Stefania GereviniChercheuse invitée

Automne 2021 

Stefania Gerevini is Assistant Professor in the History of Art atBocconi University, Milan. Her main expertise lies in the fields of medieval and Byzantine art. Stefania’s research and recent publications focus on the conceptualizations, social meanings, and artistic applications of transparency and light in the medieval west, with focus on the aesthetics and meanings of rock crystal.She also has a long-standing interest in the nexus between aesthetics and politics, with emphasis on the role of the visual at times of uncertainty and conflict in late medieval societies. Her current monograph project explores these issues through the interpretative lens of crisis, and in relation to the visual arts of Venice in the fourteenth century. 

Publications

  • “Art as Politics in the Baptistery and Chapel of Sant’Isidoro in San Marco, Venice”, Dumbarton Oaks Papers, Vol. 74 (2020), forthcoming. 
  • "The Bern Diptych: Venetian rock crystal between craft, trade and aesthetics", in Seeking Transparency. Rock Crystals Across the Medieval Mediterranean, edited by Cynthia Hahn and AvinoamShalem, Gebr. Mann Verlag (2020), pp. 183-195.
  • "Rock crystal in the medieval west: an essay on techniques and workshops", in Seeking Transparency. Rock Crystals Across the Medieval Mediterranean, edited by Cynthia Hahn and AvinoamShalem, Gebr. Mann Verlag (2020), pp. 89-100.
  • “Inscribing history, (over)writing politics: word and image in the chapel of St Isidore at San Marco, Venice”, in Sacred Scripture / Sacred Space. The Interlacing of Real Places and Conceptual Spaces in Medieval Art and Architecture, edited by Tobias Frese, Wilfried E. Keil, Kristina Krüger, De Gruyter (2019), pp. 323–349.
  • “Invisible, in full view: the Byzantine reliquaries of Santa Maria della Scala, Siena”, in Visibilité et présence de l’image dansl’espace ecclésial. Byzance et Moyen Age occidental, edited bySulamith Brodbeck and Anne-Orange Poilpré, Editions de la Sorbonne (2019), pp. 195–229.
  • “Written in stone: civic memory and monumental writing in the cathedral of San Lorenzo in Genoa”, in Viewing Texts: The visual powers of inscriptions in the Mediterranean and Iranian Worlds, ed. Antony Eastmond, Cambridge University Press (2015), pp. 205–229.
  • Sicut crystallus quando set objecta soli: rock crystal crosses, transparency and the Franciscan order in the later middle ages”, Mitteilungen des Kunsthistorischen Institutes in Florenz, Vol. 56/3 (2014), pp. 255–283.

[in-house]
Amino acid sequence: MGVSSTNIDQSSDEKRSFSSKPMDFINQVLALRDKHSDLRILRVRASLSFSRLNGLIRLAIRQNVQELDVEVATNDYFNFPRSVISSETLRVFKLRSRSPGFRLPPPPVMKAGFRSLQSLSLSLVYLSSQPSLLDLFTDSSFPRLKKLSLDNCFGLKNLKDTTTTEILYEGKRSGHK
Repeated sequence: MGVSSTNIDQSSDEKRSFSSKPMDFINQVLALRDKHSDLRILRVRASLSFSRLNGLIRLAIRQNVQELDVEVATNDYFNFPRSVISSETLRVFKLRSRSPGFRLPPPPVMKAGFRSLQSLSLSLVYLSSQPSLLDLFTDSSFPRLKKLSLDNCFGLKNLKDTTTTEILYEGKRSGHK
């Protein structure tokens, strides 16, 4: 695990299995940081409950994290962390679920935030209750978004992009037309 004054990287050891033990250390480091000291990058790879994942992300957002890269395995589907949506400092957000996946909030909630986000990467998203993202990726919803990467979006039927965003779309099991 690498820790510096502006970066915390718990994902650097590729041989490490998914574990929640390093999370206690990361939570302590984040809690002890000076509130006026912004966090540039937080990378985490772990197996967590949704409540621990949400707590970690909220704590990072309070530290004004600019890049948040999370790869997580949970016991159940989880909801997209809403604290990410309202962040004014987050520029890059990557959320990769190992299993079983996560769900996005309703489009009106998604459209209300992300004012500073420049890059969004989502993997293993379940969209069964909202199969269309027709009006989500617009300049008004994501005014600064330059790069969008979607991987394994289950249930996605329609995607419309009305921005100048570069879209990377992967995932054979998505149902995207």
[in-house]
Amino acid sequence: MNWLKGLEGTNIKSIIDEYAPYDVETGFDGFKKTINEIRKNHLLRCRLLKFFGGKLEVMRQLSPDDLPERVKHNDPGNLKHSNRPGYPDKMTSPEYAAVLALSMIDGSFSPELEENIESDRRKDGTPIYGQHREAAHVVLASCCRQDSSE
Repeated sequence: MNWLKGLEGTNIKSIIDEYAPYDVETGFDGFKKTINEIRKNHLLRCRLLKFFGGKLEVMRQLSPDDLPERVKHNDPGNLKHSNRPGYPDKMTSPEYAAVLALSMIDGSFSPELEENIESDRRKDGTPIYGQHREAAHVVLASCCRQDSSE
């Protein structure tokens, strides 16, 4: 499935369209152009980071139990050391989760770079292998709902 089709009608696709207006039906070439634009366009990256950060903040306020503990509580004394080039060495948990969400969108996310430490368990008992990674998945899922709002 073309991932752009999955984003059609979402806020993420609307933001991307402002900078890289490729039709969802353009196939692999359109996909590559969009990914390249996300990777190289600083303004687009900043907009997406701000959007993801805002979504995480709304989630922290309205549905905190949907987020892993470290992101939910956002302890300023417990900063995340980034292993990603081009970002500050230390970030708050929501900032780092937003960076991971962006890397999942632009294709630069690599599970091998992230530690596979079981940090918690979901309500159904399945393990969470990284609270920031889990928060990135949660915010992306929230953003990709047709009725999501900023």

• Christus Crystallus: rock crystal, theology and materiality in the medieval west”, in the Matter of Faith. An interdisciplinary study of relics and reliquaries, eds James Robinson and Lloyd De Beer with Hannah Harnden, British Museum Press (2014), pp. 92–99.
  • “The Grotto of the Virgin: artistic reuse and cultural identity in medieval Venice”, Gesta, University of Chicago Press, Vol. 53/2 (2014), pp. 197–220.

Research Project - Abstract

What meanings did the properties of transparency and translucency bear in the secular cultures ofmedieval Europe? To what extent did the religious and secular semantics of transparency overlap, or diverge, in the medieval consciousness? What part did the concept of claritas play within medieval political, social and ethical discourse, and what role did transparent, translucent and opaque objects play in giving material form to those ideas?

My project addresses these questions through study of a group of rock crystal salt cellars, made between the thirteenth and sixteenth centuries. Reduced to the rank of the ‘kitchen gadget’ in modern times, salt cellars were key political and social markers in the middle ages. This project situates salt cellars within their functional, social, and symbolic contexts – banquets, rituals of exorcism, baptism, coronation ceremonies, diplomatic and royal gift-giving – and explores the ways in which these objects were viewed and experienced by their beholders. By doing so, I aim to illuminate the ways in which transparent artworks both provoked and mediated exchanges between the aesthetic realm, natural and religious knowledge, and social and political practices across early global Europe.